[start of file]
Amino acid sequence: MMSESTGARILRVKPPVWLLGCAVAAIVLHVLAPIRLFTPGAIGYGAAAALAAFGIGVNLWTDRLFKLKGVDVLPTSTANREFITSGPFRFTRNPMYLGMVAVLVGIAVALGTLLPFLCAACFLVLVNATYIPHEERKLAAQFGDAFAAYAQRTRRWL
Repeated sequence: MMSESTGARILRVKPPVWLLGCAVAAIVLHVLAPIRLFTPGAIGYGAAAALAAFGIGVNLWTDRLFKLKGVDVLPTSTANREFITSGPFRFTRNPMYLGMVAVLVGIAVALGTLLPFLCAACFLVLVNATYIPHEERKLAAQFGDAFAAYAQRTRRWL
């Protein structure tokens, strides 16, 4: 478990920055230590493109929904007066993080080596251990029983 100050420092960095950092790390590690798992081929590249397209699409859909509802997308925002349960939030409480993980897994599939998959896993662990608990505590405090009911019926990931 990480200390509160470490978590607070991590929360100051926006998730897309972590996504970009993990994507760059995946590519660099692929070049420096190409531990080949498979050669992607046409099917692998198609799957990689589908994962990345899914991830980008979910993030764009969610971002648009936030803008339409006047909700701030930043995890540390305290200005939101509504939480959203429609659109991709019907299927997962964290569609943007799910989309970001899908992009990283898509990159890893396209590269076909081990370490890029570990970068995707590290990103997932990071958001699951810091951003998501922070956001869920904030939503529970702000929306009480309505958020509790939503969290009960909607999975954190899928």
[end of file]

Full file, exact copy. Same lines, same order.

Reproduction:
Amino acid sequence: MMSESTGARILRVKPPVWLLGCAVAAIVLHVLAPIRLFTPGAIGYGAAAALAAFGIGVNLWTDRLFKLKGVDVLPTSTANREFITSGPFRFTRNPMYLGMVAVLVGIAVALGTLLPFLCAACFLVLVNATYIPHEERKLAAQFGDAFAAYAQRTRRWL
Repeated sequence: MMSESTGARILRVKPPVWLLGCAVAAIVLHVLAPIRLFTPGAIGYGAAAALAAFGIGVNLWTDRLFKLKGVDVLPTSTANREFITSGPFRFTRNPMYLGMVAVLVGIAVALGTLLPFLCAACFLVLVNATYIPHEERKLAAQFGDAFAAYAQRTRRWL
């Protein structure tokens, strides 16, 4: 478990920055230590493109929904007066993080080596251990029983 100050420092960095950092790390590690798992081929590249397209699409859909509802997308925002349960939030409480993980897994599939998959896993662990608990505590405090009911019926990931 990480200390509160470490978590607070991590929360100051926006998730897309972590996504970009993990994507760059995946590519660099692929070049420096190409531990080949498979050669992607046409099917692998198609799957990689589908994962990345899914991830980008979910993030764009969610971002648009936030803008339409006047909700701030930043995890540390305290200005939101509504939480959203429609659109991709019907299927997962964290569609943007799910989309970001899908992009990283898509990159890893396209590269076909081990370490890029570990970068995707590290990103997932990071958001699951810091951003998501922070956001869920904030939503529970702000929306009480309505958020509790939503969290009960909607999975954190899928």